Songs of Mumbai

The quintessential Bombay song is of course, Eh dil hai mushqil jeena yahaan from the film CID, lyrics by Majrooh Sultanpuri. When Naresh Fernandes and I were casting about for the title for the anthology that we did for Penguin India, we finally settled on Bombay Meri Jaan; Writings on Mumbai.

But when we were growing up and guitars came out and the bottle went around one more time, the Bombay song was Bom-Bom-Bom Bombay Meri Hai. “Ladies are nice,” the women would sing. “They’re so full of spice,” the men would roar back and general merriment would ensue when the same old jokes were trotted out about how Uncle Ed wanted less mirchi in his and all the rest of that.

Mina Cava’s song seems to have fallen out of the masala, as we called it, the sing-along which allowed every memory-challenged person to shout out the words because you only sang the verse everyone knew and then moved on to the next.

Last week, I finally got down to watching a film called Holiday in Bombay (1963), directed and produced by PL Santoshi. It was available, an original VCD of it, for Rs 39, marked down by the producers because of the changes wrought in pricing strategy by Harish Dayani of Moser-Baer.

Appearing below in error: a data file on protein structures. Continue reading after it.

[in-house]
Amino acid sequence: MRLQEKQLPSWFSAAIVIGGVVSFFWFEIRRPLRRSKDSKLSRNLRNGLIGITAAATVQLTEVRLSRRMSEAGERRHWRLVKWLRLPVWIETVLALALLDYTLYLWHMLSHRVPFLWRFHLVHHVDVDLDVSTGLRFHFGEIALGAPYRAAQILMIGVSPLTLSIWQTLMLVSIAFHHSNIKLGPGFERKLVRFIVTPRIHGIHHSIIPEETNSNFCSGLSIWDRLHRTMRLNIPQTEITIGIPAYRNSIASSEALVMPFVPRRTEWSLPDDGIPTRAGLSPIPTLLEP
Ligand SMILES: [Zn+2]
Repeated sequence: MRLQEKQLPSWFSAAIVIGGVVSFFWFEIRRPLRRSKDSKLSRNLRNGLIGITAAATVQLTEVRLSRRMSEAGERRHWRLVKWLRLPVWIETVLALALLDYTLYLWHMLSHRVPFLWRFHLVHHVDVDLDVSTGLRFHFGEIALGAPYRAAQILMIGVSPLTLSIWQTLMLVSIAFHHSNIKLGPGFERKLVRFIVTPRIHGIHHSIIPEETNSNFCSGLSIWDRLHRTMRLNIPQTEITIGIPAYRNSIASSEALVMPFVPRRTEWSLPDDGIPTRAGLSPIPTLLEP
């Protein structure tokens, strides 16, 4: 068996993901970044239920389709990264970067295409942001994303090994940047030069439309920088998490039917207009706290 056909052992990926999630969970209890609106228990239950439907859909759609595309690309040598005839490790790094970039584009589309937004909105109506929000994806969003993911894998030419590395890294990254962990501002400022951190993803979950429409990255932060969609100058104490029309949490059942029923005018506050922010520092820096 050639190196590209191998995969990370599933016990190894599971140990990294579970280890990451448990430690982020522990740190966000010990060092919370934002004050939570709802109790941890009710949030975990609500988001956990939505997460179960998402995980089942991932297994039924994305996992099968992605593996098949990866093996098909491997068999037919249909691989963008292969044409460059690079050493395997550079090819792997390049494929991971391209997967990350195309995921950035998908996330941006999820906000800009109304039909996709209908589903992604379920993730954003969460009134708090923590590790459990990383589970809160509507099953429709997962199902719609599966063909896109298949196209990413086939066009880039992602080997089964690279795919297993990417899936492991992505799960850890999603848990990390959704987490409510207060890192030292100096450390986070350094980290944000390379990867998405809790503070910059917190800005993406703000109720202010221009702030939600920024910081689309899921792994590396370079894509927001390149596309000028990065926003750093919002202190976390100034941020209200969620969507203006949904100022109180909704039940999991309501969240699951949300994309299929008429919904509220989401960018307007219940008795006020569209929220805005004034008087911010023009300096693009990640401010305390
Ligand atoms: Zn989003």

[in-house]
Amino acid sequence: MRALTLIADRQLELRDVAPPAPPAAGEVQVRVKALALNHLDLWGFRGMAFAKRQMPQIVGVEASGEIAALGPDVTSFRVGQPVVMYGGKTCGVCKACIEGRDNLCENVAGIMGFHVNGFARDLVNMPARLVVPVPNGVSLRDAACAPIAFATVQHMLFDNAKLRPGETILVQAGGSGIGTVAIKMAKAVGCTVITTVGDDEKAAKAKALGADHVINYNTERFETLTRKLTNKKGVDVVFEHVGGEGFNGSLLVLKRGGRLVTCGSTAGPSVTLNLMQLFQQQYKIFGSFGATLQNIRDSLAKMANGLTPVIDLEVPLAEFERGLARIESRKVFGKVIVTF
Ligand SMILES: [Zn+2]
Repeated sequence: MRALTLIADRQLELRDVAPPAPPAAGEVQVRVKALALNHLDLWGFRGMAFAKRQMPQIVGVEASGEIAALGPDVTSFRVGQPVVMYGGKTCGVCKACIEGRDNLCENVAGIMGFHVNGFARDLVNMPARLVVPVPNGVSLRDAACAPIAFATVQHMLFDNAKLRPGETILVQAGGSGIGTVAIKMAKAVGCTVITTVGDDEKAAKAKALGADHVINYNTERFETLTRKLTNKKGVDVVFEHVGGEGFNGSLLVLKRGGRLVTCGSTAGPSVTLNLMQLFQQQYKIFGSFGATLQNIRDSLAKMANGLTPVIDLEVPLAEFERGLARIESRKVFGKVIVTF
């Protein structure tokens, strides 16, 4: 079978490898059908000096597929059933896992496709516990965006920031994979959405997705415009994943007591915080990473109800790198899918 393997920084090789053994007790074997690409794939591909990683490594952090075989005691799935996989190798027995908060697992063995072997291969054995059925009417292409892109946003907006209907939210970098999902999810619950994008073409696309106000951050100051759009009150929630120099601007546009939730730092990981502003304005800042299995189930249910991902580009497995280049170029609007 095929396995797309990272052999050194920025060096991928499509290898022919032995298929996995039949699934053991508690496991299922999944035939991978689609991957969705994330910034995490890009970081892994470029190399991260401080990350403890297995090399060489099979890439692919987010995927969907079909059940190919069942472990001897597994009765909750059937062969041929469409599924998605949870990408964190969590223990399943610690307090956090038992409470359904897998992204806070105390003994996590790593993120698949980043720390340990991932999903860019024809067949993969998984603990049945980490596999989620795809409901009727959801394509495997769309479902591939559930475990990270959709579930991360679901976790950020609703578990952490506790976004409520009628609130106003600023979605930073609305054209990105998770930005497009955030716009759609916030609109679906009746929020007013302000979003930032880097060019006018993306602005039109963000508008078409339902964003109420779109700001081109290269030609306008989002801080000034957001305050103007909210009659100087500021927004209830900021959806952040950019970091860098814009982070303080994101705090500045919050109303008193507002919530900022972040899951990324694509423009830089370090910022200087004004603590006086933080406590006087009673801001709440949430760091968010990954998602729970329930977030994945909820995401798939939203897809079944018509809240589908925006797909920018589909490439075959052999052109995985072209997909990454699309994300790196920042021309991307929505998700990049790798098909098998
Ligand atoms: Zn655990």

In those days, films felt the need to take their viewers on a little tour of the country’s most fascinating and exotic city. Some attempts were made to glorify Calcutta but those were limited to an invitation to come and enjoy the
wonders of Chinatown:
Rangeen bahaaron se hai gulzar, Chinatown
Sheherwaalon ki shaam-e-bahaar, Chinatown
Aake to dekho ek baar, Chinatown.
The invitation was quite specific since the refrain was Pyaar ka town, Chinatown.

In Holiday in Bombay, Shashi Kapoor and Rajendranath turn up in the city and enjoy it very much. They cruise the bay (in a boat), they take a tonga, they watch a monkey show and kids playing in a park, they go cycling in Bandra and horse-riding on the beach.

“Yeh haseen Bambai,” sings Shashi and Rajendranath replies with “Apne ko jam gayi.”
“Jis taraf nazar mudi,” ditto, ditto, ditto, “Us taraf hi tham gayi.”
Together, “Dekhiye manzar, naye, naye, naye
Holiday, holiday, holiday, holiday in Bombay.”

The next verse:

Woh hawaa ke taal par naachti leher,
Yeh leher ki chaal par, mil gayi sheher.
Sirf ek chaand par hai fida jahaan
Par hazaar rang ke chaand yahaan
Dil jawaan machal gaye, gaye, gaye, gaye
Holiday (4) in Bombay.”

And then comes the first dark note:

“Dekhiye jidhar nayaa kuch kamaal hai
Har kamaal mein koi golmaal hai.
Dil-fareb laakh yahaan, humsafar yahaan
Har nazar hai jeb par, yeh khabar kahaan.
Kya hai jo nahin yahaan mile, mile, mile, mile
Holiday (4) in Bombay.”

Our city, leddis and gennelmen, was a mixed bag of danger and nazaarein. It was also quite peculiar.

Here’s what Noor Dewasi came up with in Ye Bombay Hai (1959), directed and produced by Nanabhai Vakil.

Bombay sheher ka bada naam hai
Par gadbad ghotale ka har kaam hai
Aalu ko bole batata yahaan
Namaste ko kehte hai ta ta yahaan
Amrud peru aur anda hai baida
Yahaan par huey hai naye naam paida.
Bombay sheher ka bada naam hai
Par gadbad ghotale ka har kaam hai

 

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